PubDate: 2017-11-28
      DOI: 10.1057/s41269-017-0074-9
  • Economic correlates of populist attitudes: an analysis of nine european
           countries in the aftermath of the great recession
    • Authors: Guillem Rico; Eva Anduiza
      Abstract: Abstract This paper analyzes individuals’ adoption of populist attitudes in nine European countries in the wake of the Great Recession. We assess the consequences of three different, interrelated aspects of economic hardship that are expected to foster the development of populist attitudes at the individual level: vulnerability, grievances, and perceptions of the national economic situation. Using comparative survey data, we find effects of all three of these individual aspects. Our analysis suggests that the main explanation for populist attitudes is neither the vulnerability nor the economic hardship suffered by the people, but rather the perceptions that citizens have about the economic situation in their country. Using panel data from Spain, we address concerns about the presence of endogeneity in the relationship between economic perceptions and populism and conclude that the effect goes mostly from economic perceptions to populist attitudes, not the other way around.
      PubDate: 2017-11-28
      DOI: 10.1057/s41269-017-0068-7
  • How government coalition affects demonstration composition. Comparing twin
           austerity demonstrations in Belgium
    • Authors: Ruud Wouters; Pauline Ketelaars; Stefaan Walgrave; Nina Eggert
      Abstract: Abstract Does the composition of a government affect the beliefs, motivations, and mobilization trajectories of protest participants addressing the government' We make use of a straightforward research design to test how the loss of a left-wing ally in power affected the individual-level characteristics of participants in two ‘twin’ demonstrations. Both demonstrations were staged by the same organizers (trade unions) who launched identical campaigns on the same issue (austerities) in the same country (Belgium) forwarding the same demands (fair taxation). The first demonstration was staged in 2011 against a newly formed center-left government. The second demonstration was staged in 2014 against a newly formed center-right government. Relying on protest survey evidence, campaign material and insights of political opportunity structure theory (POS), we mount evidence that the loss of a left-wing ally produced a threat that resulted in (1) bleaker perceptions of participants (effectiveness, personal situation, trust), (2) the activation of informal mobilizing networks, and (3) different motivational dynamics (less instrumental). As such, this study contributes to a better understanding of macro–micro dynamics in contentious politics. Conclusion and discussion center on ways of studying the macro–micro link in protest participation research.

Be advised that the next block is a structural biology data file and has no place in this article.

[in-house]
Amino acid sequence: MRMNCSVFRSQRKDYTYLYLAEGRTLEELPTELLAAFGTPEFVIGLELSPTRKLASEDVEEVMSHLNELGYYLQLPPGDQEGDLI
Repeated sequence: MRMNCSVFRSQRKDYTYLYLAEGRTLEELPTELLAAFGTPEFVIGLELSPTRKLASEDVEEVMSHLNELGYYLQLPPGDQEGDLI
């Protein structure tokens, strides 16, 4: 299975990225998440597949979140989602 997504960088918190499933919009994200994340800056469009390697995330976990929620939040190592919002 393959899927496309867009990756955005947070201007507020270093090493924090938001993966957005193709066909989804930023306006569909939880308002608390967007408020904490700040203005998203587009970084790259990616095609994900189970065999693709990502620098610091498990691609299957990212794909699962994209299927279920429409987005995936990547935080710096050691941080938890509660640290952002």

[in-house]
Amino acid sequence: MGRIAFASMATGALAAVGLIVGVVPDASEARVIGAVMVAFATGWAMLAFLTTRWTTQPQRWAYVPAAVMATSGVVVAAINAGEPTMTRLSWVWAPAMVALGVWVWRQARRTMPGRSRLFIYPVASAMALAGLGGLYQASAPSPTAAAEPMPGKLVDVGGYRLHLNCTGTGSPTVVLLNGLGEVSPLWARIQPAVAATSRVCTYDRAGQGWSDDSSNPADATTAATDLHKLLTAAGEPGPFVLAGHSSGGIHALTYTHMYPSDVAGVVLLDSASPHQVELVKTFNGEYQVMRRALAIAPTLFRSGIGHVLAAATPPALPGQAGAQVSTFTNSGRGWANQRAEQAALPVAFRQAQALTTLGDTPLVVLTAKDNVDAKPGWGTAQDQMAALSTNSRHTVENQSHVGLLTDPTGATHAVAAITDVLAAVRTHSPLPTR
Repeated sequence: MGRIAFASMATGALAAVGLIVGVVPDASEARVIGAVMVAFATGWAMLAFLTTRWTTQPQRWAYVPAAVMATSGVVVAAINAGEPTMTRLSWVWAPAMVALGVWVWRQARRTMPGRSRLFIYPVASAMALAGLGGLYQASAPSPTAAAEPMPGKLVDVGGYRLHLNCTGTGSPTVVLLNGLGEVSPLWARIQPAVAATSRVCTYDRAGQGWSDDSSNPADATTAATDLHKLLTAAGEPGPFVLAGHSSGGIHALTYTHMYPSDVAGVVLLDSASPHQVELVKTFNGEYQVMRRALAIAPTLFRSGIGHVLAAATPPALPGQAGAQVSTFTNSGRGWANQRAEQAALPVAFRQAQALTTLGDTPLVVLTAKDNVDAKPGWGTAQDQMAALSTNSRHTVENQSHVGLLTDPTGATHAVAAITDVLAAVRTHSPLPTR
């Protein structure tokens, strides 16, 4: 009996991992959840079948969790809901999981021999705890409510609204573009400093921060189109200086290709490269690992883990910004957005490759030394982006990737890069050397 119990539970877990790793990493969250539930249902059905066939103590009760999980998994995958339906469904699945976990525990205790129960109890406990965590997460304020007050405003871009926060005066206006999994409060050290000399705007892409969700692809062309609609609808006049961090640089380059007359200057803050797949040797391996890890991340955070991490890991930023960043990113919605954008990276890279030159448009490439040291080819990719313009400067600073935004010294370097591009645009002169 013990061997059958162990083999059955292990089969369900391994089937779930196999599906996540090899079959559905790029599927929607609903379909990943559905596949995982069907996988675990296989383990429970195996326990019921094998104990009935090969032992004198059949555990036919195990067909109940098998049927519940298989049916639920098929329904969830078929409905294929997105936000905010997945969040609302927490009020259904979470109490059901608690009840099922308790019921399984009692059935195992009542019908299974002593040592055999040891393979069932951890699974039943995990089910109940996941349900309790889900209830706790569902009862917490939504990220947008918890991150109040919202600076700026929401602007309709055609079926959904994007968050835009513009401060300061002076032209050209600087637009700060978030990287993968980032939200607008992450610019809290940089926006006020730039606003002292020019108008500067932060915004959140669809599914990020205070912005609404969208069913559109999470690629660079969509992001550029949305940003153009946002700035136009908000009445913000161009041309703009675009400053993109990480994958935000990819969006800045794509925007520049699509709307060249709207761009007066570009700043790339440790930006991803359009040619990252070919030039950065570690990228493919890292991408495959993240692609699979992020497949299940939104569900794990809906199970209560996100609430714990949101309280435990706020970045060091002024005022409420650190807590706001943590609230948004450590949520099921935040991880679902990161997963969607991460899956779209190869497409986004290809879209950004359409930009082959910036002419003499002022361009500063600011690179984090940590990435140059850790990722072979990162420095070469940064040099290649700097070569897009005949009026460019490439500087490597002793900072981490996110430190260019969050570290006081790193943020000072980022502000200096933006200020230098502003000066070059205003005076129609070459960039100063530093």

PubDate: 2017-11-16
      DOI: 10.1057/s41269-017-0071-z
  • Forced to vote, but not for women. The effect of compulsory voting on
           voting for women
    • Authors: Bram Wauters; Robin Devroe
      Abstract: Abstract Compulsory voting is an underexposed factor of the electoral system that possibly influences women’s descriptive representation. Studlar and McAllister (Eur J Polit Res 41(2):233–253, 2002) found a negative effect, but no theoretical explanations were given. We develop two possible explanations: voters who only vote because they have to are less politically sophisticated, and therefore vote less sophisticatedly, and/or they have different attitudes about women in political life. From our study, we are able to detect a gendered effect of compulsory voting in Belgium’s flexible-list PR system, but only the vote sophistication explanation is confirmed. Voters who would no longer vote without compulsory voting significantly vote more for top candidates (mostly men) and give significantly less preference votes for candidates lower down the list. This points us to the complexity of the ballot structure as an important new dimension that could help explain gendered voting effects of compulsory voting systems. Finally, since different effects for formal and descriptive representation appear, we posit that compulsory voting constitutes a dilemma for women activists.